Our complaints policy tells you how we will deal with your complaint and how long it is likely to take. It also provides important information about what you can do if you are not happy with the way in which we are dealing with your complaint, or about our final decision.
In the first instance it may be helpful to contact the person who is working on your case to discuss your concerns and we will do our best to resolve any issues at this stage. If you would like to make a formal complaint, then you can read our full complaints procedure below. Making a complaint will not affect how we handle your case.
The Solicitors Regulation Authority can help you if you are concerned about our behaviour. This could be for things like dishonesty, taking or losing your money or treating you unfairly because of your age, a disability or other characteristic.
You can raise your concerns with the Solicitors Regulation Authority.
We are committed to providing you with an unrivalled quality of service. If something goes wrong we need you to tell us about it. This will help us to improve our standards. This complaint policy tells you how we will deal with your complaint and how long it is likely to take. It also provides important information about what you can do if you are not happy with the way in which we are dealing with your complaint, or about our final decision.
1. Designated Complaints Handler
1.1 If you have a complaint about our service, our work or our charges, please contact Ryan Millmore our client care partner. You can write to him at:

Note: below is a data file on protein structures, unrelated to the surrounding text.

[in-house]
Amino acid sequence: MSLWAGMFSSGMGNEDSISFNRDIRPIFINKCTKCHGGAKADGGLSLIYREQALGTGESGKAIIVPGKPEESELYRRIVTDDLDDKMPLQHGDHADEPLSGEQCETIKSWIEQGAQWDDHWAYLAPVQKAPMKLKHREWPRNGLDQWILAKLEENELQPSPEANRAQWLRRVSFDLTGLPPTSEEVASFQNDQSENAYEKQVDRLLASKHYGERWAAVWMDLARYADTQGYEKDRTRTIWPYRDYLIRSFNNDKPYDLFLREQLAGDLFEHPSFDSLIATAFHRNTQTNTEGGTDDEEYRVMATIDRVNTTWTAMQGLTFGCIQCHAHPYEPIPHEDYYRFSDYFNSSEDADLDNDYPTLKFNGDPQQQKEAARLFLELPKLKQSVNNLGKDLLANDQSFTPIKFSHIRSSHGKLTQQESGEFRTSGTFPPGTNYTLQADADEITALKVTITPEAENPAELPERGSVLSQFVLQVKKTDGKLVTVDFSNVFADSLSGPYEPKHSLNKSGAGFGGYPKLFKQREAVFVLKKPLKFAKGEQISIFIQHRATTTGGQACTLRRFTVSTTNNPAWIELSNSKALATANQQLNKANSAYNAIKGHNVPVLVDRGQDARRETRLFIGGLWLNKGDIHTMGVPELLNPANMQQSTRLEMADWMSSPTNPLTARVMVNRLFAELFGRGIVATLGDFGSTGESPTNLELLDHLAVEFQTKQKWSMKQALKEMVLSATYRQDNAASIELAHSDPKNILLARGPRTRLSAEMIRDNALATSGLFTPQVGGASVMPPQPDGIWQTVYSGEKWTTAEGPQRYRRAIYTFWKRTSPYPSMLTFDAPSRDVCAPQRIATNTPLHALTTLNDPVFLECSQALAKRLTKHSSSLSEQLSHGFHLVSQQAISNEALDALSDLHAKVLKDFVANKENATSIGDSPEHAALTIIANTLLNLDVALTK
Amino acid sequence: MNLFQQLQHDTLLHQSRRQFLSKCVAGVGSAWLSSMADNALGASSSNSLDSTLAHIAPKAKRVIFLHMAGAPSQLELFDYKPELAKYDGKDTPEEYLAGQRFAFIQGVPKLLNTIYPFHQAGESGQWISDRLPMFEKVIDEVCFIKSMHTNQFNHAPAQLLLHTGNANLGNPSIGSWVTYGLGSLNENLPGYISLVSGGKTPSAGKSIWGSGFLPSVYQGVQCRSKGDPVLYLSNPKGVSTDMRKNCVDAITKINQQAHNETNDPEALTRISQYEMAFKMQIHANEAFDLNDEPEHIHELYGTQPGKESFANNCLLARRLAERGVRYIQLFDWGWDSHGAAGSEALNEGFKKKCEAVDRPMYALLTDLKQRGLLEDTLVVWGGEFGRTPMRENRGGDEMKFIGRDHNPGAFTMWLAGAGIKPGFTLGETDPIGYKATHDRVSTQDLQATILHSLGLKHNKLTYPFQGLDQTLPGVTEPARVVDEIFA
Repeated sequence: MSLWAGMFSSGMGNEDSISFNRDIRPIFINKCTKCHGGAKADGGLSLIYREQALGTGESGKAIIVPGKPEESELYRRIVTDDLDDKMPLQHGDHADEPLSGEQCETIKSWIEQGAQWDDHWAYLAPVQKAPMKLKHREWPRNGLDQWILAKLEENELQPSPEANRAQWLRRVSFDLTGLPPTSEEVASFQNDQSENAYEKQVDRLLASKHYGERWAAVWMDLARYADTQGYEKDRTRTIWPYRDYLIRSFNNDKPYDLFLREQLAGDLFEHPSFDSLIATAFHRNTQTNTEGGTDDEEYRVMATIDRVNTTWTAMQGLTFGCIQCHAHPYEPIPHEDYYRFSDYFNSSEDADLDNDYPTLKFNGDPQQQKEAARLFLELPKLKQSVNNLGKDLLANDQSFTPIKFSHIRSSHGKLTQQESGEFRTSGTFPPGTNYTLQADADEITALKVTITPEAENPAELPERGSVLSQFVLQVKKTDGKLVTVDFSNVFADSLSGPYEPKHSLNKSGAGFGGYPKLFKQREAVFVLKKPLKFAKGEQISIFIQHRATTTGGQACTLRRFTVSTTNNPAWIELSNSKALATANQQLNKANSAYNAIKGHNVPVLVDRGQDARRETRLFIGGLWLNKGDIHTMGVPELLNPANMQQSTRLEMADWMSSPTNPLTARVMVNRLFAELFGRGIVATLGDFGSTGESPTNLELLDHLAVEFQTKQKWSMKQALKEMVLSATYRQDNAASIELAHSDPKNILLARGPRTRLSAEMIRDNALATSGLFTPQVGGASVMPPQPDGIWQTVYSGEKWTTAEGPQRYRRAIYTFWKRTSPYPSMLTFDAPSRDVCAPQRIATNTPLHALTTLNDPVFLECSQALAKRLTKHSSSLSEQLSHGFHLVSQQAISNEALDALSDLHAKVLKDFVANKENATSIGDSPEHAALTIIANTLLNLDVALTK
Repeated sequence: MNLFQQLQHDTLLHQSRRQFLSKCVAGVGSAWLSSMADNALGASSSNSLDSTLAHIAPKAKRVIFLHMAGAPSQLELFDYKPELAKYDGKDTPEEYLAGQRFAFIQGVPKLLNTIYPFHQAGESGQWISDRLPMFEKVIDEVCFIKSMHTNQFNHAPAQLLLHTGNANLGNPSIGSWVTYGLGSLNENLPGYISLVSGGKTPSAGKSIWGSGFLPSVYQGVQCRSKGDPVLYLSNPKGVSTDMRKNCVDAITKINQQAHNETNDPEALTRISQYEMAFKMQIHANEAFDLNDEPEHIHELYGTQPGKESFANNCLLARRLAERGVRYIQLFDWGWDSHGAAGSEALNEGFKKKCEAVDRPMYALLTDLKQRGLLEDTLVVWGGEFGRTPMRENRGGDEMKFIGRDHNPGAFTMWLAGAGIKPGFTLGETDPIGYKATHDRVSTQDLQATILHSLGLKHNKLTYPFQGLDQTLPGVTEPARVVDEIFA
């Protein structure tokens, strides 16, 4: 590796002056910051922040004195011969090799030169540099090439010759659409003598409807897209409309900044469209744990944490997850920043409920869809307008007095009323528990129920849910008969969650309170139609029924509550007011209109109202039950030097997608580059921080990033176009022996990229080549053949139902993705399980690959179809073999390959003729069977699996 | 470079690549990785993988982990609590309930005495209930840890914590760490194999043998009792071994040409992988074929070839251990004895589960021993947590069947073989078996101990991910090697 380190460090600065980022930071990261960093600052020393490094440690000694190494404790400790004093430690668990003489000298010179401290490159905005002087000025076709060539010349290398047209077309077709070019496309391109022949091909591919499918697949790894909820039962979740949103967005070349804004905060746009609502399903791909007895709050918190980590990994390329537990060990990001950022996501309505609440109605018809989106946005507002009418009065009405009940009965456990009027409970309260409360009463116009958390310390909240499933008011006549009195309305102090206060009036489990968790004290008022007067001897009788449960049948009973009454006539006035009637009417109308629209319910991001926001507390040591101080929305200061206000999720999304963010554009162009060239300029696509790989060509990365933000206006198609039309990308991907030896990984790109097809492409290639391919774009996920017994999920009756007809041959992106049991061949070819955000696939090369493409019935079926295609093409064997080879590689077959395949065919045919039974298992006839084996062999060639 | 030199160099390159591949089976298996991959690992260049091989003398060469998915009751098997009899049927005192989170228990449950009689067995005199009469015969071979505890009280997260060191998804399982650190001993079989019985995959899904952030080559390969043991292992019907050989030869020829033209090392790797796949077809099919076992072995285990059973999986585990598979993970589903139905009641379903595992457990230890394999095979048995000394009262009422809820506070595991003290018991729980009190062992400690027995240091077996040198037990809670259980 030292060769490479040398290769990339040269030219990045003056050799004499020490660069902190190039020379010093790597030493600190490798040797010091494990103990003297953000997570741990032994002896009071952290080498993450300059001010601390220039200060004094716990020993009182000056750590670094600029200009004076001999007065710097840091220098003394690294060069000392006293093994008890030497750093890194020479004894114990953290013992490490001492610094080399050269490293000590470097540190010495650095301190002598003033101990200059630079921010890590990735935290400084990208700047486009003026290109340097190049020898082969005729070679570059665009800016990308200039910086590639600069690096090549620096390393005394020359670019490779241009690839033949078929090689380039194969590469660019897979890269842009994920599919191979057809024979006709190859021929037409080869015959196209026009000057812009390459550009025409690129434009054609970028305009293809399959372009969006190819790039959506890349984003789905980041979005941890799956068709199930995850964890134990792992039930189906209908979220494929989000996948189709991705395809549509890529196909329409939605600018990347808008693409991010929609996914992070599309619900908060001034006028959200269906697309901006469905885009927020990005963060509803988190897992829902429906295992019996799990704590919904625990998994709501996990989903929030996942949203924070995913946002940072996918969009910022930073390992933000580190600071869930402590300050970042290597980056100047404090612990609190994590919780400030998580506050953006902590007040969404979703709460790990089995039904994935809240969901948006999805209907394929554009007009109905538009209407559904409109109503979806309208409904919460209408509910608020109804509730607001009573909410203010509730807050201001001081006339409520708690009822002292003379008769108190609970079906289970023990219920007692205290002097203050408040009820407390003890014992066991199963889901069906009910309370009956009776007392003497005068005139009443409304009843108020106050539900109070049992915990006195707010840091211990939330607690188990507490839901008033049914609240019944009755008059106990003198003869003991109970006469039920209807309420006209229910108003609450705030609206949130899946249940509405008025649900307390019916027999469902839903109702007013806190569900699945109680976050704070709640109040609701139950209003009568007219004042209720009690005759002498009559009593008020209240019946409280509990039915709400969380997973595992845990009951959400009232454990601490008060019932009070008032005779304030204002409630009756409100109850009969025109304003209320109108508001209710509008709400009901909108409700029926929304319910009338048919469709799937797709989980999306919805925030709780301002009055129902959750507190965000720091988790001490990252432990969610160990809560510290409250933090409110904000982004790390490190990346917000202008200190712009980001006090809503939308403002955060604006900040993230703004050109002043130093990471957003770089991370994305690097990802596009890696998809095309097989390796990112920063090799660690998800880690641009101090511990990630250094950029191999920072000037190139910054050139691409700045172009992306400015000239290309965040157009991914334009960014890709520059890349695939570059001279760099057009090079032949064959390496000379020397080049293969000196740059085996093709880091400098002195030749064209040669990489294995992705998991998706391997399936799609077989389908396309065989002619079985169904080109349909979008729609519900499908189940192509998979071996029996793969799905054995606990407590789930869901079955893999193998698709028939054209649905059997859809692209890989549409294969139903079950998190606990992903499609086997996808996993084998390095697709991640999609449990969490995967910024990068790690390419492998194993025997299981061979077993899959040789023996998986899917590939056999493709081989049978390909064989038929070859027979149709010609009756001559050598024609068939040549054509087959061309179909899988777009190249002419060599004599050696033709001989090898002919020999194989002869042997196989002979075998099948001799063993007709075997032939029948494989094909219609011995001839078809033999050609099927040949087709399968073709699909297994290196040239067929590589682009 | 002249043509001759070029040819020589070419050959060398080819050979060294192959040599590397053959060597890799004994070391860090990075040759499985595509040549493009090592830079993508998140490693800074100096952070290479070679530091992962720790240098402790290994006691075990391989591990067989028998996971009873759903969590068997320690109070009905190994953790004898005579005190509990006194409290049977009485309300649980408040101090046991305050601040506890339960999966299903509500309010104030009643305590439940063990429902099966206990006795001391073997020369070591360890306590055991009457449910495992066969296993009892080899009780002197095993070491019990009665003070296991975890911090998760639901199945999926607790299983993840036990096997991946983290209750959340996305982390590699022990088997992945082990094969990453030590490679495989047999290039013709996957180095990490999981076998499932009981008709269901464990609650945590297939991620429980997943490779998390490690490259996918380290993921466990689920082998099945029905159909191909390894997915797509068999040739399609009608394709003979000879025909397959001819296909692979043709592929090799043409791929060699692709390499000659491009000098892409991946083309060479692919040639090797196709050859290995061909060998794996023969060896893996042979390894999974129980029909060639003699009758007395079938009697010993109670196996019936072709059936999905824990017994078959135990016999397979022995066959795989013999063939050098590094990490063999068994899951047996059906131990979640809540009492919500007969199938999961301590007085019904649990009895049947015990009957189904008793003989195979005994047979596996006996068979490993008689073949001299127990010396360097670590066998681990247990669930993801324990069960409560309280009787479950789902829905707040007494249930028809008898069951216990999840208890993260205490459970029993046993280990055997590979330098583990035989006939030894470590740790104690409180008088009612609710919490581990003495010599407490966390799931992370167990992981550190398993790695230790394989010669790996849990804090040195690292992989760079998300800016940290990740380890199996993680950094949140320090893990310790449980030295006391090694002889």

Clarion Solicitors Limited
13-19 Queen Street
1.2 Our Risk & Regulatory Manager assists the client care partner with day to day handling of complaints received.
2. What will happen next
2.1 You will receive a letter acknowledging your complaint. You can expect to receive our letter within three working days of receiving your complaint. If we need any further clarification about the issues you have raised in your letter, we will ask for further details at this stage.
2.2 We will record your complaint in our central register and open a file for your complaint. We will do this within three working days of receiving your complaint.
2.3 We will then start to investigate your complaint. We may not be able to fully investigate your complaint until you have provided us with any information or documents requested. Investigating your complaint may involve one or more of the following steps:
2.3.1 we may speak to fee earners who acted for you to discuss your complaint;
2.3.2 we may examine your file of papers. We then may ask you for more information.
2.4 We anticipate that these two steps will take up to twenty one days from our acknowledgement of your complaint.
2.4.1 If appropriate, we will invite you to speak to or meet with the person dealing with your complaint. We will do this within seven days of receiving all the details we need from you or the fee earner who acted for you.